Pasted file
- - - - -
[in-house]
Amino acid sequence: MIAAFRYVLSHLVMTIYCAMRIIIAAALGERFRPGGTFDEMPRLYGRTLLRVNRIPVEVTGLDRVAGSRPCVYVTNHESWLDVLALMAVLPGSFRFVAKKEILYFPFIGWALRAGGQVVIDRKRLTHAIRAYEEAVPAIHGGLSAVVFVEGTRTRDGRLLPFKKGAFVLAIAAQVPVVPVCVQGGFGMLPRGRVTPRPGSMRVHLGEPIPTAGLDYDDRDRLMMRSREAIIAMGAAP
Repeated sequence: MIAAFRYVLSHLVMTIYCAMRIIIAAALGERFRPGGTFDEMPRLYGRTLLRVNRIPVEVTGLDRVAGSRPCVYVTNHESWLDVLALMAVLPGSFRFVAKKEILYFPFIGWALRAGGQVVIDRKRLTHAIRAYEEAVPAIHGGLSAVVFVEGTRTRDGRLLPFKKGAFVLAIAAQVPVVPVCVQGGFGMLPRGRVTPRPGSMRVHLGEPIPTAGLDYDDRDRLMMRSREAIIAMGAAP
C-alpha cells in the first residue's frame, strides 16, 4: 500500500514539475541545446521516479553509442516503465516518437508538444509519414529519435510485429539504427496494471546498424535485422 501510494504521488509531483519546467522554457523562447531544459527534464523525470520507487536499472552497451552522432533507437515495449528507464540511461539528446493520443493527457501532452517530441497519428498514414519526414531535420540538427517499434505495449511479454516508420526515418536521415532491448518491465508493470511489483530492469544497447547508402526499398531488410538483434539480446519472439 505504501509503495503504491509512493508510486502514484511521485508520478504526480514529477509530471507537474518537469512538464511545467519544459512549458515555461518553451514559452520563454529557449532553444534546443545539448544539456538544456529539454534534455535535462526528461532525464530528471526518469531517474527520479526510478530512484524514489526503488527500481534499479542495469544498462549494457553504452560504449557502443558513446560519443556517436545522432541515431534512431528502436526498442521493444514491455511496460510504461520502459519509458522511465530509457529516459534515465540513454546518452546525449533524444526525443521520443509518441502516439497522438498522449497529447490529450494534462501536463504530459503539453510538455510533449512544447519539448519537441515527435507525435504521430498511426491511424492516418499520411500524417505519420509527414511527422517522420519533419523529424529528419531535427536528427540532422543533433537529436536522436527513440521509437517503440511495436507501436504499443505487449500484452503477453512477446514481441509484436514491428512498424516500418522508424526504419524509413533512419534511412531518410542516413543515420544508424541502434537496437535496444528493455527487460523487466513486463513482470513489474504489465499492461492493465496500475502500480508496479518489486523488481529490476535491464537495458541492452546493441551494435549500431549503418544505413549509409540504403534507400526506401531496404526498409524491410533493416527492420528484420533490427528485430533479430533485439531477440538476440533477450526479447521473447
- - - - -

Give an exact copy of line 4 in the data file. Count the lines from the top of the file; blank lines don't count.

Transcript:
C-alpha cells in the first residue's frame, strides 16, 4: 500500500514539475541545446521516479553509442516503465516518437508538444509519414529519435510485429539504427496494471546498424535485422 501510494504521488509531483519546467522554457523562447531544459527534464523525470520507487536499472552497451552522432533507437515495449528507464540511461539528446493520443493527457501532452517530441497519428498514414519526414531535420540538427517499434505495449511479454516508420526515418536521415532491448518491465508493470511489483530492469544497447547508402526499398531488410538483434539480446519472439 505504501509503495503504491509512493508510486502514484511521485508520478504526480514529477509530471507537474518537469512538464511545467519544459512549458515555461518553451514559452520563454529557449532553444534546443545539448544539456538544456529539454534534455535535462526528461532525464530528471526518469531517474527520479526510478530512484524514489526503488527500481534499479542495469544498462549494457553504452560504449557502443558513446560519443556517436545522432541515431534512431528502436526498442521493444514491455511496460510504461520502459519509458522511465530509457529516459534515465540513454546518452546525449533524444526525443521520443509518441502516439497522438498522449497529447490529450494534462501536463504530459503539453510538455510533449512544447519539448519537441515527435507525435504521430498511426491511424492516418499520411500524417505519420509527414511527422517522420519533419523529424529528419531535427536528427540532422543533433537529436536522436527513440521509437517503440511495436507501436504499443505487449500484452503477453512477446514481441509484436514491428512498424516500418522508424526504419524509413533512419534511412531518410542516413543515420544508424541502434537496437535496444528493455527487460523487466513486463513482470513489474504489465499492461492493465496500475502500480508496479518489486523488481529490476535491464537495458541492452546493441551494435549500431549503418544505413549509409540504403534507400526506401531496404526498409524491410533493416527492420528484420533490427528485430533479430533485439531477440538476440533477450526479447521473447